In the book A Tale of Two Cities, one of the many themes present is that of oppression. There are many examples of this throughout the book, some more obvious than the others.
We can see right away in the beginning that the French peasants are under a hideous oppression by the French aristocracy. All the people of the towns that are described are starved and in great pain, they are depressed and slinking about, gaunt skeletons of human beings. Their desperation is clearly evident in Chapter 5, when everyone nearby rushes to lick wine off of the city street when a barrel of it bursts after being dropped. As this is occurring, the wealthy French citizens are reclining indoors and use a ridiculous number of servants just to prepare a cup of hot water. When a poor man’s son is run over and killed by the rich Marquis’s carriage, the Marquis makes no apology, and tosses a couple coins at the grieving father. The aristocrats did not even think the peasants human; they treated them as animals, without a thought to their happiness or well being.
Another example of oppression is in Mrs. Cruncher’s relationship with her husband. Mr. Cruncher orders her about, and treats her like a piece of property, just there to do his will and stay out of his way. When Jerry Cruncher catches his wife praying for his thieving soul, he takes it to mean that she wants him to be caught and punished, so he will stop grave robbing. His son sees him the next morning bashing his wife’s head into the headboard of their bed as a punishment for her prayers. Mrs. Cruncher lived in a constant oppressive atmosphere as she tried to conform to her husband’s wishes, but was never good enough for him, as he abused her pretty much every day.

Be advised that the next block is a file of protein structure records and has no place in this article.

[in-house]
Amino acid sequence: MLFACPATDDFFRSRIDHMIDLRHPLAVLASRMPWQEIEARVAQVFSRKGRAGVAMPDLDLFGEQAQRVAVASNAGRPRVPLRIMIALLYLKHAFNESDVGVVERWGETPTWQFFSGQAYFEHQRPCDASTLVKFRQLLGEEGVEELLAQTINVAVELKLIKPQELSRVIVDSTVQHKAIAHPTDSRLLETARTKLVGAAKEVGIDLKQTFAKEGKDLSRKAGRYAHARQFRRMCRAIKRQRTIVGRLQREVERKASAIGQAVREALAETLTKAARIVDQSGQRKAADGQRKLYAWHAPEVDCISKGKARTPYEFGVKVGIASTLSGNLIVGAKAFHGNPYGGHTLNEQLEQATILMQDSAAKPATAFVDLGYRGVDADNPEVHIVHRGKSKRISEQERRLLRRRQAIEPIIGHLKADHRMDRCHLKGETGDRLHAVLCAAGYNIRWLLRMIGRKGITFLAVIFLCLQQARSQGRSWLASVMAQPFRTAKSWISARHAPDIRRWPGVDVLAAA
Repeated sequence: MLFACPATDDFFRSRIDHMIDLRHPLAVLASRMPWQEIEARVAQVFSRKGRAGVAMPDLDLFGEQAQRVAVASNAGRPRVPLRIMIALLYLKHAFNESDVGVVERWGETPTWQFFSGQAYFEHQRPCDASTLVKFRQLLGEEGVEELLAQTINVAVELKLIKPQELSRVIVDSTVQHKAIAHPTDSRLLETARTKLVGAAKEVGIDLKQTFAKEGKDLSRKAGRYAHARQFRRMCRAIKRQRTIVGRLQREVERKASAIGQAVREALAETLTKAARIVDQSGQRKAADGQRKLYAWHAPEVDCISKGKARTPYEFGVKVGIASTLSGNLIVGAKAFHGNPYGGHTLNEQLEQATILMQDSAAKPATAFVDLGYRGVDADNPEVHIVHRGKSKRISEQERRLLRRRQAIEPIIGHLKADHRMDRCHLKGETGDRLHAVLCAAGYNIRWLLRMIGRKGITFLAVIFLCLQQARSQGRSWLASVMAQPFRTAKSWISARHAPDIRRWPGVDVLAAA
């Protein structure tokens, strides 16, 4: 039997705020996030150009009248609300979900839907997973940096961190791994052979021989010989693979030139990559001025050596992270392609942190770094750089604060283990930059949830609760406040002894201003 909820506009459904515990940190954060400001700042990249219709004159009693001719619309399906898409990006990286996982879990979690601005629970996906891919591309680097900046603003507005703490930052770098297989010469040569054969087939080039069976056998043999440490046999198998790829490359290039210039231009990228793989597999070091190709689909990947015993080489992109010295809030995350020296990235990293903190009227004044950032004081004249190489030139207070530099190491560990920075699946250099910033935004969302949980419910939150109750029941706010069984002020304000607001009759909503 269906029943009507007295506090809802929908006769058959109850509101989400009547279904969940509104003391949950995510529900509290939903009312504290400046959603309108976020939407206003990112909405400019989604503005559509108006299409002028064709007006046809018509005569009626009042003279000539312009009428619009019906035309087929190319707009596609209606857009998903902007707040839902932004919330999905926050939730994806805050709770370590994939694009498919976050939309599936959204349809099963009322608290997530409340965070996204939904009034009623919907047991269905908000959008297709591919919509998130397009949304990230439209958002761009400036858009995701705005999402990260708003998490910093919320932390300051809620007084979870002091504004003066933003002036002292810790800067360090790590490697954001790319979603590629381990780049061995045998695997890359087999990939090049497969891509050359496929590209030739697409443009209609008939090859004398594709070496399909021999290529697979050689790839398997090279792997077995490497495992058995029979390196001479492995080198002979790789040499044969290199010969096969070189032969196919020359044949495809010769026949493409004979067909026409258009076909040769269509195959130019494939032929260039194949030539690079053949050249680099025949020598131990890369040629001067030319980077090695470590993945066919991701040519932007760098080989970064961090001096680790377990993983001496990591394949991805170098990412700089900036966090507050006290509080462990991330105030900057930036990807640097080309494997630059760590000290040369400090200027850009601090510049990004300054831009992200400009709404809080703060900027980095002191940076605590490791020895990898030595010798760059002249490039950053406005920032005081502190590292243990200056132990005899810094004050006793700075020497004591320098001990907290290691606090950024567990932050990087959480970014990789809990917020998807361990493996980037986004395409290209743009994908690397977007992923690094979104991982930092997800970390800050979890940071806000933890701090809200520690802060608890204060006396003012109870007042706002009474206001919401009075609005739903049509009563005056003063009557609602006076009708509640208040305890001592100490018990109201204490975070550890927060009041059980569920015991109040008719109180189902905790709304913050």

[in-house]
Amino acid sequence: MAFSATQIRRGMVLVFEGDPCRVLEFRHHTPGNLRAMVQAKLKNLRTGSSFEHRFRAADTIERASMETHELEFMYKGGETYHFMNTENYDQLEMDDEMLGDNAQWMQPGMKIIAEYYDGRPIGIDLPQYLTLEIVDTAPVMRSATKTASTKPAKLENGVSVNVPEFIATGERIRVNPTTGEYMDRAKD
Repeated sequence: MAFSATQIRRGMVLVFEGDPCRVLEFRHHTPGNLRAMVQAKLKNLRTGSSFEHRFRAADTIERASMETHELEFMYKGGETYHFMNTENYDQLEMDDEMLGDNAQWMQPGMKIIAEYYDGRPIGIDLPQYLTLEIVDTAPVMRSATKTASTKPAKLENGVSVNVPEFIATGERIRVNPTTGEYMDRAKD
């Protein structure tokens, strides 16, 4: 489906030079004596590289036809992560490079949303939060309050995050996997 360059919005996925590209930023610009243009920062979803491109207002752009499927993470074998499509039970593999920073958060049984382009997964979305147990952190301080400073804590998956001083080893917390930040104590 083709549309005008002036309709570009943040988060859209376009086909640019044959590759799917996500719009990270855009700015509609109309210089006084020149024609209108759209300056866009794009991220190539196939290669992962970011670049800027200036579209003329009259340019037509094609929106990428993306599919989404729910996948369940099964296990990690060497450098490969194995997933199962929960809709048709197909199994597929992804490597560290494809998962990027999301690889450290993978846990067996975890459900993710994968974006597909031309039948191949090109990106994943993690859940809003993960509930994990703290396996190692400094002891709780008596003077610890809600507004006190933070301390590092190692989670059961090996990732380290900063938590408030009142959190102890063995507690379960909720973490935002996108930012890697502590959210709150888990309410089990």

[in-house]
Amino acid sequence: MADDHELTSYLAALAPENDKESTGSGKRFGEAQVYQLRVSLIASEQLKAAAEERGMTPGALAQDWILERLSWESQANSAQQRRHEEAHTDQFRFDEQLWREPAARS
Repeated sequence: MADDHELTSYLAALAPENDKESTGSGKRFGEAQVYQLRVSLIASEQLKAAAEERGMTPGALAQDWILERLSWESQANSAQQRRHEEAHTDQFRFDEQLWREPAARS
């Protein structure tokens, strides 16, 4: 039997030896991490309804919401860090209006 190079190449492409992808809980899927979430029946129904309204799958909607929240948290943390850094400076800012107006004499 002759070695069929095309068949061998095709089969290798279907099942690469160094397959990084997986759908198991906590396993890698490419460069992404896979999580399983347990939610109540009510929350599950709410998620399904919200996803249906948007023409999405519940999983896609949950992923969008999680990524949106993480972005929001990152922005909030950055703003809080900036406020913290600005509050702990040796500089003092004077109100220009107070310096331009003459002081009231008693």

A more prominent example of this theme is shown in relation to Dr. Manette. The memory of the eighteen years he spent locked up in the Bastille constantly hangs over his head as a burden. His experience in that atmosphere was so awful that the mere memory of it oppresses him. The Doctor tended to fall back into his half-crazed childlike state throughout the book because his experiences were more than his mind could deal with.
Finally, a major example of oppression taking place is with Sidney Carton. He is oppressed by an addiction to alcohol. His life had taken several bad turns, making him a depressed, almost broken man. When he met Lucy Manette, he felt as though his life now had a purpose again, because he loved her so much. However, Carton realized that with his character and lifestyle, he would never be able to make her happy. The alcohol he had turned to for comfort, which had been his only friend for years, was now working against him. Carton was so far gone that he was no longer able to give up drinking, no matter how much he wanted to. Alcohol now virtually controlled his life, dictating what he could or could not do. This was an awful example of self-induced oppression.
Oppression is such a powerful theme in A Tale of Two Cities, probably to demonstrate how people can put it upon themselves, and how they can break free from it if they believe in their cause enough.